Kang Duk Won (House for Espousing Virtue)
In 1969 I walked into the Kang Duk Won, and I found real Karate. I found Hell’s Angels and Imperial Bodyguards, cops and crooks, idiots and PHDs, all on the same mat. All working out. All seeking something that the western world had no idea existed, and…for the most part…still doesn’t.
That’s right. Most martial arts have been severely watered down. I will get into the specific history on later pages, but for right now let me give you the thumb nail sketch.
Karate came together in Okinawa. Okinawa was the gateway to the entire Eastern world for the last four hundred years, and every country brought their arts to Okinawa. Sailers and ambassadors, young men gone to study in foreign countries, all the martial arts of the world came together in this one, very important country.
Okinawa, at the time, was ruled by two countries, Japan and China. Both countries came to call, and they brought troops, and they collected double the taxes, and they told the Okinawans that they couldn’t have weapons. Heck, every country with a ship and a couple of soldiers to its name imposed on Okinawa.
The Okinawans realized that they would have to protect the king, so they formed the Imperial bodyguards. These bodyguards collected everything they could on unarmed martial arts, and they created this thing called Karate. Their techniques, though rarely seen, became the stuff of legends. Men who could break stones and coconuts with a chop, who could twist green bamboo until it snapped, who could face down bulls, who could…take the swords away from Samurai, from the best warriors Japan had to offer, and spank them with those swords.
Japan decided to take over Okinawa, and the easiest way to do this was to command the King of Okinawa to come and live in Japan. Thus, the Imperial bodyguards had no one to protect, they lost their livelihood, and they had no more reason to practice Karate.
Some of the bodyguards opened schools, some of them began teaching karate to the Okinawan school children.
But, let it be noted that the karate taught to school children was redesigned so as to be able to be taught to masses of children, and it was watered down. It was watered down so that little Johnny wouldn’t maim some other little Bobby over lunch money.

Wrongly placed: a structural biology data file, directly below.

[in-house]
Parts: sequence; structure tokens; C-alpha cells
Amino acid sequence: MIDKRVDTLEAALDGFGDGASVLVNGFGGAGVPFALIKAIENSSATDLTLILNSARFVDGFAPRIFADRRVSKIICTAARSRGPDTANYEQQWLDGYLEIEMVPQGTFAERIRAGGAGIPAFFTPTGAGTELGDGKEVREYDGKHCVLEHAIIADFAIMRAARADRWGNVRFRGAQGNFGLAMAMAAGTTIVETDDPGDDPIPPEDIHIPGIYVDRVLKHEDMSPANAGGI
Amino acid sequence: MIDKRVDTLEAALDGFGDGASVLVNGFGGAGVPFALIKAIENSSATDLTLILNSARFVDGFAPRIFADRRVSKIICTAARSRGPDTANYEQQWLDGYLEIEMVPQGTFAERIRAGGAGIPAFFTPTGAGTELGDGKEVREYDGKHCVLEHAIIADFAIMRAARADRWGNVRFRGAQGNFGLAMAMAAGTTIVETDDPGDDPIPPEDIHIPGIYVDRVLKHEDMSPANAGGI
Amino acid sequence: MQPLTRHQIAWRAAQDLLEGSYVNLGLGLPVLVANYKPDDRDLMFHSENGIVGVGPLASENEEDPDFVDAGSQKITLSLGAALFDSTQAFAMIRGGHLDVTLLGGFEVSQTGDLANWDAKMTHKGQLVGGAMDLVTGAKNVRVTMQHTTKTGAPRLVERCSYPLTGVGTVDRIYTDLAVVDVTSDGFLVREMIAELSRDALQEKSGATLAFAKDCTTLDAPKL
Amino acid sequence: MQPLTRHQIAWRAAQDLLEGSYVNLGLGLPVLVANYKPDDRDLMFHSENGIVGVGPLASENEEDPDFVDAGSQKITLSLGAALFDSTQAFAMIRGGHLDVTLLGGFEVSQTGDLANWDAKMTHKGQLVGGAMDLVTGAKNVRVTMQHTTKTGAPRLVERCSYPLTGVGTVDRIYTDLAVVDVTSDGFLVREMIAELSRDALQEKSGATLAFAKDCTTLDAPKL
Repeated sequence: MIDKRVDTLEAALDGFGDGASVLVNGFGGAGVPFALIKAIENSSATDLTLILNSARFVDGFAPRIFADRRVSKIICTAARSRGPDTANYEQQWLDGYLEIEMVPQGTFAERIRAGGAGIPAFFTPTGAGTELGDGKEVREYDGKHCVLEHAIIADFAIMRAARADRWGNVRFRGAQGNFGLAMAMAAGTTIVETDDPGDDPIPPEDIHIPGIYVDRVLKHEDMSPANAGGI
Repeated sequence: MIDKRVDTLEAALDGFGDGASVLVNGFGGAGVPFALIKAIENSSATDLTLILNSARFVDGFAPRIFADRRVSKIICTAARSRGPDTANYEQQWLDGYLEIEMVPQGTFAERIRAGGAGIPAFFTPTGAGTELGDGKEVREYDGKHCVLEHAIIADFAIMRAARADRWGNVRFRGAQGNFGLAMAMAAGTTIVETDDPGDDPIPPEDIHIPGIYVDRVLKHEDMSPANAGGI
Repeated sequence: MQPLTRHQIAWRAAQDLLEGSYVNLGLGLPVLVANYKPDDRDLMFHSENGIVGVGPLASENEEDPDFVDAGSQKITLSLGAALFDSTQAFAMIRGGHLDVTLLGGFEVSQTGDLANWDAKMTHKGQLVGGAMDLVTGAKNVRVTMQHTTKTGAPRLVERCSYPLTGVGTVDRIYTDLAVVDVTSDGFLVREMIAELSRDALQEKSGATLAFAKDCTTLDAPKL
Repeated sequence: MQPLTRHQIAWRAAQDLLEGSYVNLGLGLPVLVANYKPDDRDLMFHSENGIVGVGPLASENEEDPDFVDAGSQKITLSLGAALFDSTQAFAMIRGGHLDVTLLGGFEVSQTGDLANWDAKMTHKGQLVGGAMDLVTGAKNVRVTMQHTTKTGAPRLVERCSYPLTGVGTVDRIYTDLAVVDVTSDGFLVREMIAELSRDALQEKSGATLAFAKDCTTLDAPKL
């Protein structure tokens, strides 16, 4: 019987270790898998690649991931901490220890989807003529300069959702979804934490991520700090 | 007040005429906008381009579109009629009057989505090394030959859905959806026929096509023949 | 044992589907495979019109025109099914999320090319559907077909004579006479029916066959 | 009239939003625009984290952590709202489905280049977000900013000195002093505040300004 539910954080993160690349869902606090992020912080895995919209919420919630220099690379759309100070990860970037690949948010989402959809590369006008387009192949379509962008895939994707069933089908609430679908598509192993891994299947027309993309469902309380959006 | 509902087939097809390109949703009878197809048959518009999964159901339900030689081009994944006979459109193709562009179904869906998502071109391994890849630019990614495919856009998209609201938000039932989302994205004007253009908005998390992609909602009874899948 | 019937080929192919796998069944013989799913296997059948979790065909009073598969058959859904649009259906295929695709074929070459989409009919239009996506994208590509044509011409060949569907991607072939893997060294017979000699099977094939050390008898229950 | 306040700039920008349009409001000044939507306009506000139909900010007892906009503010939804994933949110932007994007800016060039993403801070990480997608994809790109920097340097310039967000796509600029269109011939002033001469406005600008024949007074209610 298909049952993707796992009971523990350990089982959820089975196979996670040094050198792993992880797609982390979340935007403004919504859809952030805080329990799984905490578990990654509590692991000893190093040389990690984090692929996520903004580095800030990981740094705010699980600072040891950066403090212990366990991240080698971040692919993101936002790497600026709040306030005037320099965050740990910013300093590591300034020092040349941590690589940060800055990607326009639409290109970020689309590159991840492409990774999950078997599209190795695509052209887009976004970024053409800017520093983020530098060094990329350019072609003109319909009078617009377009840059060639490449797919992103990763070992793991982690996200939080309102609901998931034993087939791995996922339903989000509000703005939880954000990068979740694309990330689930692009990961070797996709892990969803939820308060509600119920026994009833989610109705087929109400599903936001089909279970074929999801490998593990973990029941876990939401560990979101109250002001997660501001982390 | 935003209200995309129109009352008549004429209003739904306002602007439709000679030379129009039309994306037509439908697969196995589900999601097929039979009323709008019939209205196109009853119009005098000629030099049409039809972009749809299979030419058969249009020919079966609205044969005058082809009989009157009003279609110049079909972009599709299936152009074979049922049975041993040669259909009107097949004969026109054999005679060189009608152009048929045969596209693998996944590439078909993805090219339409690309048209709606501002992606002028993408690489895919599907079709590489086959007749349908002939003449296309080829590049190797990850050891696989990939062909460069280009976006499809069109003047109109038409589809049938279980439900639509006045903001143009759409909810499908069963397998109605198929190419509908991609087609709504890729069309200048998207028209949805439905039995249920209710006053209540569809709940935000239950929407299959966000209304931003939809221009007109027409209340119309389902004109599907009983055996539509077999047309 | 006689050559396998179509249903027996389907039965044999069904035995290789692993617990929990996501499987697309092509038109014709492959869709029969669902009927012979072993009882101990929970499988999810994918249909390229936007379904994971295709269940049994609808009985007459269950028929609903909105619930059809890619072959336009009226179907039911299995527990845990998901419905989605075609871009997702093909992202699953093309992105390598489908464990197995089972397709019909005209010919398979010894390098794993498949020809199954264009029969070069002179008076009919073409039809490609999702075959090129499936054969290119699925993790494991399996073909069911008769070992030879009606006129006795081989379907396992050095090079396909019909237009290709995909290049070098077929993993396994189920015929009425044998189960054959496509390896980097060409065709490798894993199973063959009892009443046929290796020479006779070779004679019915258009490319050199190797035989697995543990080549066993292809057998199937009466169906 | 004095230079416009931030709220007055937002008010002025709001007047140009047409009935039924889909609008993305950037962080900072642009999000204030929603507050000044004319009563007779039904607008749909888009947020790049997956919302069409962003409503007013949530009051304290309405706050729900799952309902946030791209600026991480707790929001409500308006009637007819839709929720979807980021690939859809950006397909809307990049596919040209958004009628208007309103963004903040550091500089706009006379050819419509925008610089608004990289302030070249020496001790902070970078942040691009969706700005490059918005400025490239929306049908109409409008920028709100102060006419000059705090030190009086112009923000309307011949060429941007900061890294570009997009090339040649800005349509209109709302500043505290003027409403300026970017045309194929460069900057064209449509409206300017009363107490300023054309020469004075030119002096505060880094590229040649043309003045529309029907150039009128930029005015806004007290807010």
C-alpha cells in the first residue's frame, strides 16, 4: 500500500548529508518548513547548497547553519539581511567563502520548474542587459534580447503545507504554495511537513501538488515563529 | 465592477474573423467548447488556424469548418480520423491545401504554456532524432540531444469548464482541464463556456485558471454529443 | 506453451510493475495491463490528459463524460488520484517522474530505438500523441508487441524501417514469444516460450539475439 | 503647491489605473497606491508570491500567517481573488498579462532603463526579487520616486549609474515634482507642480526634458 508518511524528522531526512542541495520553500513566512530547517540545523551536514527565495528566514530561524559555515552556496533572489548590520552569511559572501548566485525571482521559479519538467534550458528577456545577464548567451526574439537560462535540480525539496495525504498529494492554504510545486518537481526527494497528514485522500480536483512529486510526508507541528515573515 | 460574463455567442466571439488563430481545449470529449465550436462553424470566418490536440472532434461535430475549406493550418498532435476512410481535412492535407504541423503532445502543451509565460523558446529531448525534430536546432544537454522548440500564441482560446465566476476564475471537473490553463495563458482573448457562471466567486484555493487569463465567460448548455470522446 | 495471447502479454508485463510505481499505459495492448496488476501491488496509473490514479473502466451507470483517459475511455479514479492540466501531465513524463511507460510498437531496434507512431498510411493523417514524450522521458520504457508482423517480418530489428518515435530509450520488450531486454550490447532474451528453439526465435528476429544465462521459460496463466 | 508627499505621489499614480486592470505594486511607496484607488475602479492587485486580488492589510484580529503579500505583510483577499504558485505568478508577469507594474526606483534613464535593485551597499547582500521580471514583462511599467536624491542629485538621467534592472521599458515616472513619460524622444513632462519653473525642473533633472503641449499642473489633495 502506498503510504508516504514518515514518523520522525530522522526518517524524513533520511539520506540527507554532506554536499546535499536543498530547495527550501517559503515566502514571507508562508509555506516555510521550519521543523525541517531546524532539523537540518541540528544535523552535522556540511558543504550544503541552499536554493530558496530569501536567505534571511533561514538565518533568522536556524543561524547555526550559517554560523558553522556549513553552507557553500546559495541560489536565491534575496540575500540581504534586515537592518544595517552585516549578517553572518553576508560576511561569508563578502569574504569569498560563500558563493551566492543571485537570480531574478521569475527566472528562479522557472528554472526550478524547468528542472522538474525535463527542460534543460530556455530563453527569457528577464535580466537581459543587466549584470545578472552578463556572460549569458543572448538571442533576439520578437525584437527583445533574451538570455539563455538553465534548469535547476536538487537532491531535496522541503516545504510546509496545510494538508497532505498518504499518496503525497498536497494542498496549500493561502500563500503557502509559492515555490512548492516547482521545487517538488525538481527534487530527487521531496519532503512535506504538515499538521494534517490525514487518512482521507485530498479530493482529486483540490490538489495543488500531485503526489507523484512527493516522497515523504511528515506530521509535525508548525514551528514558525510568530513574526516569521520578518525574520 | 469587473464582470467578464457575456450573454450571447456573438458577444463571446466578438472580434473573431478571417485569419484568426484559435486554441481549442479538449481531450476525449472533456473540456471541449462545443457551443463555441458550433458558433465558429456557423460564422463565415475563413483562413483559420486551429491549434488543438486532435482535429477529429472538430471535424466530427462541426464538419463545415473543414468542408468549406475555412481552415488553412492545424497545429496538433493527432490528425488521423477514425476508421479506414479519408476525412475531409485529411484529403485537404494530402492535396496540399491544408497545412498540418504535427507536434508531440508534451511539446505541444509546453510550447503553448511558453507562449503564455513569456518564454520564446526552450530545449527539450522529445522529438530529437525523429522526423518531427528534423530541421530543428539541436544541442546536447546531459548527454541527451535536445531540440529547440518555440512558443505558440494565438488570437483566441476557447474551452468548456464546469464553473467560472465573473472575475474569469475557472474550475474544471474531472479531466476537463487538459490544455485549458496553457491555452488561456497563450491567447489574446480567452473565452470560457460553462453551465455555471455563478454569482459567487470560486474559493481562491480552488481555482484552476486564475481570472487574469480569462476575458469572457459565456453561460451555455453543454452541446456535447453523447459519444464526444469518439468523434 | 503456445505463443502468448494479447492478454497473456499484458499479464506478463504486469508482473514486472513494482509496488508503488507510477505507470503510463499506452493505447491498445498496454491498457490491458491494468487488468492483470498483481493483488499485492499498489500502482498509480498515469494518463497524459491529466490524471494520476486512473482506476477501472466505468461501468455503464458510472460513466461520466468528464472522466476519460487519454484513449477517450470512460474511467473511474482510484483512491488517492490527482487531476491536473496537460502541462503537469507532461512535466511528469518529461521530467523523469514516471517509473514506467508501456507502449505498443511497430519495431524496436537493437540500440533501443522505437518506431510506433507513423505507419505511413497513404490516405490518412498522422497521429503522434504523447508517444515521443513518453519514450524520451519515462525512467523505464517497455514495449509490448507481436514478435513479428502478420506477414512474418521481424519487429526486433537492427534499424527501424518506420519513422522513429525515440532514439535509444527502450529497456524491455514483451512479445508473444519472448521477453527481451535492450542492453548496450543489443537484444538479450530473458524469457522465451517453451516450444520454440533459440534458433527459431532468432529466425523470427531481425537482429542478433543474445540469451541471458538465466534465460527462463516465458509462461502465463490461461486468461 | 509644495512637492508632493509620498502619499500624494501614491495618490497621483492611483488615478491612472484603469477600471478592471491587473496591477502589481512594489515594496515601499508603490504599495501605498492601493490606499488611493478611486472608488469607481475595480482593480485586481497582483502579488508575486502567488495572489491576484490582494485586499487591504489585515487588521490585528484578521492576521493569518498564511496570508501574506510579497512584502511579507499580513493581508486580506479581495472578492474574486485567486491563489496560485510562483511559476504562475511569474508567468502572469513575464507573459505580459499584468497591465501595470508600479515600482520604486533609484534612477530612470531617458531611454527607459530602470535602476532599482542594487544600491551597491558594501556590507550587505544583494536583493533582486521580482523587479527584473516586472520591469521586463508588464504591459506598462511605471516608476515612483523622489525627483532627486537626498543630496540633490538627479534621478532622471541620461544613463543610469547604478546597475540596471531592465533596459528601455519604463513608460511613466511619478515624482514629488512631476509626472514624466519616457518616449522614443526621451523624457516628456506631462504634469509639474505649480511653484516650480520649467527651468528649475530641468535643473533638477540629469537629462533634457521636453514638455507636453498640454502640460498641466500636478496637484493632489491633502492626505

Some of the people who learned this new, but watered down, Karate went to Japan to teach. It is doubtful if they taught the Japanese the real Karate, even if they knew it. And it is certain that they used the same methods of teaching that were designed for Okinawan school children.
Eventually Japan became involved in a world war, and they were conquered. The conquerers, interestingly enough, were fascinated by this Karate thing. So the Japanese taught them, using the same watered down methods, and the same inadequate teaching methods. It is doubtful whether the Japanese taught the Americans the real Karate…even if they knew it.
The Americans went home, and they began teaching Karate. And, to stay in business, they began holding tournaments, and holding students to contracts designed by car salesmen, and using the same old inadequate teaching methods, and teaching the same watered down techniques.
Now, so far you have read about the dilution of Karate, the destruction of Karate. But there is a side of the story that you haven’t heard. There is the tale of the one man who saved the True Art of Karate. You will find his story, who he was and what he did, on the next page.